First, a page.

Fifty Years Later, the Immigration Bill That Changed America

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tags: immigration, Great Society



Related Link How Should Historians Remember the 1965 Immigration and Nationality Act? (OAH)

On the 2016 campaign trail, immigration has been a flash point unlike any other. But as Donald Trump pushes his scheme to build a wall across America’s southern border and Hillary Clinton promises to go further than President Obama in protecting migrants without documentation, a major immigration reform a half-century ago is a reminder that policy changes often don’t go as planned. For today’s politicians, perhaps the biggest takeaway of the Immigration and Nationality Act is to expect unintended consequences.

It was back in 1965, during the depths of the Cold War and the peak of the civil rights movement, that the United States overhauled its immigration laws. Working with liberal Democrats and liberal Republicans (who existed back then), President Lyndon Johnson pushed a bill that did away with the “national origins quota” system. The old quota system, in place since the 1920s, determined who could immigrate to the U.S. based on ethnicity, with a heavy tilt toward Western Europeans—especially the English, Irish and Germans. Only small allotments were granted to Eastern Europeans, Asians and Africans.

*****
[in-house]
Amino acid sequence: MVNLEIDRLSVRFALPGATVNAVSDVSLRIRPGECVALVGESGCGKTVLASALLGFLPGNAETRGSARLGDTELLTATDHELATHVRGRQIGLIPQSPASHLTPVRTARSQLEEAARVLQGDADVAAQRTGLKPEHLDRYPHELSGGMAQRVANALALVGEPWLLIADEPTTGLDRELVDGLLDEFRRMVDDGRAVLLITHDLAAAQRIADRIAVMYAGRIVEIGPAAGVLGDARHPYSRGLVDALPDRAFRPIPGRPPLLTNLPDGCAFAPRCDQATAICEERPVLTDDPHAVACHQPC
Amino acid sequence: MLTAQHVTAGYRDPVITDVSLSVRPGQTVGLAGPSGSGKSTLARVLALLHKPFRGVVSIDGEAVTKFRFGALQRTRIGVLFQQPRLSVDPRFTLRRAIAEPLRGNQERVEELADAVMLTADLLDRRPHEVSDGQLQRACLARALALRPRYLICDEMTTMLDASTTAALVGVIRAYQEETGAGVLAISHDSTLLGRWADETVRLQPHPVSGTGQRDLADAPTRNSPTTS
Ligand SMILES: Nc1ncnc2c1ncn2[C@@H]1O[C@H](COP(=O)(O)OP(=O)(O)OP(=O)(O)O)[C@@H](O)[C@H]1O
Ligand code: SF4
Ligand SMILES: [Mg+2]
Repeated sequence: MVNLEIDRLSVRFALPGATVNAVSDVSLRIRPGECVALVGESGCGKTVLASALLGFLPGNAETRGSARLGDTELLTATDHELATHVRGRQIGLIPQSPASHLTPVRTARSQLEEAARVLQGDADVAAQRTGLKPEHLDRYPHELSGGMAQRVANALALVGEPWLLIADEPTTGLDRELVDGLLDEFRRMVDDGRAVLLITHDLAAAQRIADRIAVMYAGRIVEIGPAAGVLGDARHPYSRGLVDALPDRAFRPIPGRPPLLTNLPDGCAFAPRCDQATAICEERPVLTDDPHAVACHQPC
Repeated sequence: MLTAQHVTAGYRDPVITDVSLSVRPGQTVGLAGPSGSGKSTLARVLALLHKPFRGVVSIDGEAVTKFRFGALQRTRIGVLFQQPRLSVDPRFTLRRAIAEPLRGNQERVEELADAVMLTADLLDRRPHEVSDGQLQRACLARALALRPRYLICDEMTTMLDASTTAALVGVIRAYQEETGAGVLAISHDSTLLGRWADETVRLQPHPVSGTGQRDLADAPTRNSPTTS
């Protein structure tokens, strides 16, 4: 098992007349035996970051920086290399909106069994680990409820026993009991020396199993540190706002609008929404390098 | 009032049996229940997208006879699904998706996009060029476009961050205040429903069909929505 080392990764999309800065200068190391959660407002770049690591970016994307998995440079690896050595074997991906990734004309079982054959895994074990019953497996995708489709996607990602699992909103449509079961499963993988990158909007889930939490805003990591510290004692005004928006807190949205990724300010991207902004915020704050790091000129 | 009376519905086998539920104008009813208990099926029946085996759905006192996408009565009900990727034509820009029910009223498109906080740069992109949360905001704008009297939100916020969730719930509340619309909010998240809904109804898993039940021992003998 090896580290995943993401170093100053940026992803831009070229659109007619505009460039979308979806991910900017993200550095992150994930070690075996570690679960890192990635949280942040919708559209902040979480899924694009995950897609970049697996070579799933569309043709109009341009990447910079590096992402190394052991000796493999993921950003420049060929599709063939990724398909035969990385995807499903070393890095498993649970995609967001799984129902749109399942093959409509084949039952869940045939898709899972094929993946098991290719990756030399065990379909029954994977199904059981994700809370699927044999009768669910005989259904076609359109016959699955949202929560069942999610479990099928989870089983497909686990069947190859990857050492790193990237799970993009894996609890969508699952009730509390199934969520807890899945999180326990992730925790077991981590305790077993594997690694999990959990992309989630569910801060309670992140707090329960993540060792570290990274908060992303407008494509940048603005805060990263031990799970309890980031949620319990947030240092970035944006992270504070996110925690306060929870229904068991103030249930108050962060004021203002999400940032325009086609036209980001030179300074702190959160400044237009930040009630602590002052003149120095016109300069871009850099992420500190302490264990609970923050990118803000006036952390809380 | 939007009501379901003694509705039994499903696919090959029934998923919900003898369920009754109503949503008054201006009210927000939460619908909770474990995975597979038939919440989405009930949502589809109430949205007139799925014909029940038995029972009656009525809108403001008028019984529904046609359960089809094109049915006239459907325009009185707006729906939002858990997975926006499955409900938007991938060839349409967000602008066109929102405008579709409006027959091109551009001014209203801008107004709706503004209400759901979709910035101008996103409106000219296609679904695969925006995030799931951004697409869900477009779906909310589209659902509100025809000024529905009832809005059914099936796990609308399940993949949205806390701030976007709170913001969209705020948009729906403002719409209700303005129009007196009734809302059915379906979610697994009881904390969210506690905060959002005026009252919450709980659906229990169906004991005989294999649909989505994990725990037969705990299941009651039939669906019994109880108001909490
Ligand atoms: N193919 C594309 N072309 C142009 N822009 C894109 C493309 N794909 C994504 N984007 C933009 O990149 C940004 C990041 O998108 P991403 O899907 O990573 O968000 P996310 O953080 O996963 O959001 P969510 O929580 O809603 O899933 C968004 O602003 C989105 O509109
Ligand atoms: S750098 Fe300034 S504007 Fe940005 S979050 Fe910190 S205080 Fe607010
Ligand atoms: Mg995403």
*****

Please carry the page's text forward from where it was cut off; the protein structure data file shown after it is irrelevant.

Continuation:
That became an issue for the United States in the ‘60s, when new countries were emerging from colonialism, pitting the U.S. and the Soviet Union in a contest for their allegiances. Republican Senator Jacob Javits, a liberal from New York, noted in September 1965 that the immigration system, with its bias toward Western Europeans, “remains today a target for Communist propaganda…making our effort to win over the uncommitted nations more difficult.”...

By ‘65, however, some conservatives in the U.S. House publicly “worried about the size and scale of future Latin American immigration,” says Dan Tichenor, a professor of political science at the University of Oregon, “and were trying to put barriers in its way.” Liberal lawmakers didn’t like that idea, but they doubted that the new restrictions would have much impact. The limits were high enough, Senator Javits conceded, that immigration from the Western Hemisphere under the new law “would be approximately the same as the level reached last year”—a modest 140,000 or thereabouts. Yet the total number of persons of Mexican origin in the U.S. went from 5 million in 1970, the first census after the act, to almost 34 million today.




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